Category Archives: Chemistry

What to do with Carbon Dioxide

In my 17 December 2016 post, “Climate Change and Nuclear Power,” there is a chart that shows the results of a comparative life cycle greenhouse gas (GHG) analysis for 10 electric power-generating technologies. In that chart, it is clear how carbon dioxide capture and storage technologies can greatly reduce the GHG emissions from gas and coal generators.

An overview of carbon dioxide capture and storage technology is presented in a December 2010 briefing paper issued by the London Imperial College. This paper includes the following process flow diagram showing the capture of CO2 from major sources, use or storage of CO2 underground, and use of CO2 as a feedstock in other industrial processes. Click on the graphic to enlarge.

Carbon capture and storage process

You can download the London Imperial College briefing paper at the following link:—-Grantham-BP-4.pdf

Here is a brief look at selected technologies being developed for underground storage (sequestration) and industrial utilization of CO2.

Store in basalt formations by making carbonate rock

Iceland generates about 85% of its electric power from renewable resources, primarily hydro and geothermal. Nonetheless, Reykjavik Energy initiated a project called CarbFix at their 303 MWe Hellisheidi geothermal power plant to control its rather modest CO2 emissions along with hydrogen sulfide and other gases found in geothermal steam.

Hellisheidi geothermal power plantHellisheidi geothermal power plant. Source: Power Technology

The process system collects the CO2 and other gases, dissolves the gas in large volumes of water, and injects the water into porous, basaltic rock 400 – 800 meters (1,312 – 2,624 feet) below the surface. In the deep rock strata, the CO2 undergoes chemical reactions with the naturally occurring calcium, magnesium and iron in the basalt, permanently immobilizing the CO2 as environmentally benign carbonates. There typically are large quantities of calcium, magnesium and iron in basalt, giving a basalt formation a large CO2 storage capacity.

The surprising aspect of this process is that the injected CO2 was turned into hard rock very rapidly. Researchers found that in two years, more that 95% of the CO2 injected into the basaltic formation had been turned into carbonate.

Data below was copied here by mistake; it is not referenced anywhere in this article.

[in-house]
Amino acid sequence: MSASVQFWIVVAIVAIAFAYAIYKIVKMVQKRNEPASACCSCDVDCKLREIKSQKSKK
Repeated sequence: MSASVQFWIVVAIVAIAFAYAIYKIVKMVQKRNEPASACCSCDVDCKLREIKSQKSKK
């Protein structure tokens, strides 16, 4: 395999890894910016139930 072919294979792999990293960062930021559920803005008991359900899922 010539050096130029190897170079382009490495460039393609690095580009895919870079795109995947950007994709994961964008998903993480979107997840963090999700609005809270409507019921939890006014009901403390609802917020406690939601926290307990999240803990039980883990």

For more information, see the 9 June 2016 Washington Post article by Chris Mooney, “This Iceland plant just turned carbon dioxide into solid rock — and they did it super fast,” at the following link:

The author notes,

“The researchers are enthusiastic about their possible solution, although they caution that they are still in the process of scaling up to be able to handle anything approaching the enormous amounts of carbon dioxide that are being emitted around the globe — and that transporting carbon dioxide to locations featuring basalt, and injecting it in large volumes along with even bigger amounts of water, would be a complex affair.”

Basalt formations are common worldwide, making up about 10% of continental rock and most of the ocean floor. Iceland is about 90% basalt.

Detailed results of this Reykjavik Energy project are reported in a May 2016 paper by J.M. Matter, M. Stute, et al., Rapid carbon mineralization for permanent disposal of anthropogenic carbon dioxide emissions,” which is available on the Research Gate website at the following link:

Similar findings were made in a separate pilot project in the U.S. conducted by Pacific Northwest National Laboratory and the Big Sky Carbon Sequestration Partnership. In this project, 1,000 tons of pressurized liquid CO2 were injected into a basalt formation in eastern Washington state in 2013. Samples taken two years later confirmed that the CO2 had been converted to carbonate minerals.

These results were published in a November 2016 paper by B. P McGrail, et al., “Field Validation of Supercritical CO2 Reactivity with Basalts.” The abstract and the paper are available at the following link:

Store in fractures in deep crystalline rock